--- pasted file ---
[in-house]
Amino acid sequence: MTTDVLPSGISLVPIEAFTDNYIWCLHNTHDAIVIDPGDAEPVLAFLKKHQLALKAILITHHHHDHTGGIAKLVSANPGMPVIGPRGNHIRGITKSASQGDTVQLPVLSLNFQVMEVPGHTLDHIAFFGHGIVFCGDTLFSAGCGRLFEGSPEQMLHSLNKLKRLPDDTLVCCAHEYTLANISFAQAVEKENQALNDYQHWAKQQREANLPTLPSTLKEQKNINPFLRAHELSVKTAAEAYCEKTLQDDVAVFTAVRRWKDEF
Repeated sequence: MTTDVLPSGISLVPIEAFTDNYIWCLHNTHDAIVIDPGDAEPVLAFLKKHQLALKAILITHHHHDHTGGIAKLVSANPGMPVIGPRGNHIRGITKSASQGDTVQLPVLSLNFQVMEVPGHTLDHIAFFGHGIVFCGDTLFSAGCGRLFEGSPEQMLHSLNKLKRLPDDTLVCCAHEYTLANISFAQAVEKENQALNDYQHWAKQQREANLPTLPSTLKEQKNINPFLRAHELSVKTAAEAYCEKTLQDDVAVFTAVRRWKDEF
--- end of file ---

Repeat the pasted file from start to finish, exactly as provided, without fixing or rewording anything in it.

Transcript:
[in-house]
Amino acid sequence: MTTDVLPSGISLVPIEAFTDNYIWCLHNTHDAIVIDPGDAEPVLAFLKKHQLALKAILITHHHHDHTGGIAKLVSANPGMPVIGPRGNHIRGITKSASQGDTVQLPVLSLNFQVMEVPGHTLDHIAFFGHGIVFCGDTLFSAGCGRLFEGSPEQMLHSLNKLKRLPDDTLVCCAHEYTLANISFAQAVEKENQALNDYQHWAKQQREANLPTLPSTLKEQKNINPFLRAHELSVKTAAEAYCEKTLQDDVAVFTAVRRWKDEF
Repeated sequence: MTTDVLPSGISLVPIEAFTDNYIWCLHNTHDAIVIDPGDAEPVLAFLKKHQLALKAILITHHHHDHTGGIAKLVSANPGMPVIGPRGNHIRGITKSASQGDTVQLPVLSLNFQVMEVPGHTLDHIAFFGHGIVFCGDTLFSAGCGRLFEGSPEQMLHSLNKLKRLPDDTLVCCAHEYTLANISFAQAVEKENQALNDYQHWAKQQREANLPTLPSTLKEQKNINPFLRAHELSVKTAAEAYCEKTLQDDVAVFTAVRRWKDEF